Velopharyngeal Function Assessment in Patients With Cleft Palate: Perceptual Speech Assessment Versus Nasopharyngoscopy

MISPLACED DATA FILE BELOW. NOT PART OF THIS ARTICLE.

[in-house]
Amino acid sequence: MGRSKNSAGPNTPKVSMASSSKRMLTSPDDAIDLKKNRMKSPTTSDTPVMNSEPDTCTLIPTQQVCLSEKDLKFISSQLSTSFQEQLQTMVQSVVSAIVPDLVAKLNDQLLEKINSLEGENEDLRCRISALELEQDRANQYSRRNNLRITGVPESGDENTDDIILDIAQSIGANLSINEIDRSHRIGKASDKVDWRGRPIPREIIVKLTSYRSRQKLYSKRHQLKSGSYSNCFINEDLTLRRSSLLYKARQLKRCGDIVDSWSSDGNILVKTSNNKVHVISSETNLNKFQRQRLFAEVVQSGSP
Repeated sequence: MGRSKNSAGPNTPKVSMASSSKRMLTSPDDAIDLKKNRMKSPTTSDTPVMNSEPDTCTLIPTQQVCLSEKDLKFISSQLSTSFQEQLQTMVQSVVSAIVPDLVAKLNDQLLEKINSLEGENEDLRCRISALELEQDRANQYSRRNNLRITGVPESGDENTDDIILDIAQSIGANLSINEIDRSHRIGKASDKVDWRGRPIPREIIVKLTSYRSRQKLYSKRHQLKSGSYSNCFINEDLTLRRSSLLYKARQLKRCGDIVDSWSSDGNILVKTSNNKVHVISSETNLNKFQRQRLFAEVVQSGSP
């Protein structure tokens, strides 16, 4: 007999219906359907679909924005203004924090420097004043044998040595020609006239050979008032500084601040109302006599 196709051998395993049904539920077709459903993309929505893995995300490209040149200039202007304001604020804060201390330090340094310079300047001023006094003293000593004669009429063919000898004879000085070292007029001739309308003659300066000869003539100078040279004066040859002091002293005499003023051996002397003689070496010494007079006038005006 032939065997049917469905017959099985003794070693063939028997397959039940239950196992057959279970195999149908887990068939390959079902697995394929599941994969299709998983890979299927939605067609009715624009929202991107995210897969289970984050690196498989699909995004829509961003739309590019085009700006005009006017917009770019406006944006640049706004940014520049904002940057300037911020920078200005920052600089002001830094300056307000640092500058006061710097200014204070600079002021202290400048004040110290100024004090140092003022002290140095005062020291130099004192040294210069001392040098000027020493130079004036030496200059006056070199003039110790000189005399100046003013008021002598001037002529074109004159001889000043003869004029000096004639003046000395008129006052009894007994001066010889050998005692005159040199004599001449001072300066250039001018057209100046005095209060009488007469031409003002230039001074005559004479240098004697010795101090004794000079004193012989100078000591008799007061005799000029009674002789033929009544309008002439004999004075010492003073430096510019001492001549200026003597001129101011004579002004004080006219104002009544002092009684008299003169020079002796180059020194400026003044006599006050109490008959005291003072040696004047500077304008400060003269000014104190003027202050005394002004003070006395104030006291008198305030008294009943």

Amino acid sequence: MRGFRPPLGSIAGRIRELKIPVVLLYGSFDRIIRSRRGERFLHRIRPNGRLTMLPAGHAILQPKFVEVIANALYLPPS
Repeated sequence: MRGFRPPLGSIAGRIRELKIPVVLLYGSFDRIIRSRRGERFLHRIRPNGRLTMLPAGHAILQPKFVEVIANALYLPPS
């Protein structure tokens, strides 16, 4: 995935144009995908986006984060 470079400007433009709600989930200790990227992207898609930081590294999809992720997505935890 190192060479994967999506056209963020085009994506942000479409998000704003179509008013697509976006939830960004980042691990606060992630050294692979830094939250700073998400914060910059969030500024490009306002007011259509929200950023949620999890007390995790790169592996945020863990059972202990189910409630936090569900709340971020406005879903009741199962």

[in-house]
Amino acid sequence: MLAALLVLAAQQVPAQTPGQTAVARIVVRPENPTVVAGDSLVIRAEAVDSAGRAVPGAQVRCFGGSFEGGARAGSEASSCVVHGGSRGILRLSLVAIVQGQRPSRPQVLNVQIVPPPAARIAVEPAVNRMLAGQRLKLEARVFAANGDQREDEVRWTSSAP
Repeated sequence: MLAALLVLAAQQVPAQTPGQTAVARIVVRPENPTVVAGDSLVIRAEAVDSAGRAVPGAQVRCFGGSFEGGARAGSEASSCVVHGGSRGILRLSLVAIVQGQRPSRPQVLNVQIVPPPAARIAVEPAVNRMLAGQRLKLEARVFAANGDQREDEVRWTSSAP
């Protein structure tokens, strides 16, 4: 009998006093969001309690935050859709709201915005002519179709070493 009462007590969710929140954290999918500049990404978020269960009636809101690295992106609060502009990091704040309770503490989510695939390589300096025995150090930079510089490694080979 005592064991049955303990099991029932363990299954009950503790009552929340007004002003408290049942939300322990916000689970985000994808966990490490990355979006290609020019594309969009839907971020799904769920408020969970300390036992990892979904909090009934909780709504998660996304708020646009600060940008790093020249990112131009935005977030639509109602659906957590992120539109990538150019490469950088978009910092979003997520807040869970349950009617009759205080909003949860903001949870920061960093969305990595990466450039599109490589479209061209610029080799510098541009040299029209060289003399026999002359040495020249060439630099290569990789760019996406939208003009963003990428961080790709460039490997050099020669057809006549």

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There is no doubt that perceptual speech assessment and instrumental examination could provide different diagnostic information on patients with cleft palate (CP), but not all patients simultaneously need the 2 examinations. So the purposes of this study were to explore a simple and effective evaluation method to assess velopharyngeal function and to investigate speech traits that affect the diagnosis of velopharyngeal function in patients with CP. The investigators implemented a retrospective study, and 247 postoperative patients with CP were selected, including 155 boys and 92 girls, with a mean (SD) age of 13 years and 2 months (7 years and 7 months). All of these patients were assessed by perceptual speech evaluation and nasopharyngoscopy after surgery, and the result was divided into velopharyngeal closure (VPC), velopharyngeal insufficiency, and marginal VPC. The number of diagnostic consistency patients was 170 (VPC, 51 patients; velopharyngeal insufficiency, 115 patients; marginal VPC, 4 patients), and the consistent ratio was 68.83%. There was no significant difference between perceptual speech assessment and nasopharyngoscopy. Furthermore, the difference in distribution of hypernasality between the consistent group and the inconsistent group was significant. In addition, the correlation analysis indicated that surgical age, hypernasality, nasal emission, and compensatory articulation were correlated with the velopharyngeal function (P < 0.05). In conclusion, perceptual speech assessment could make a correct diagnosis in the absence of instrumental examination. The severity of hypernasality might affect the diagnosis of the velopharyngeal function. Much more attention should be paid to the surgical age, the alteration of hypernasality, nasal emission, and compensatory articulation during CP therapy.

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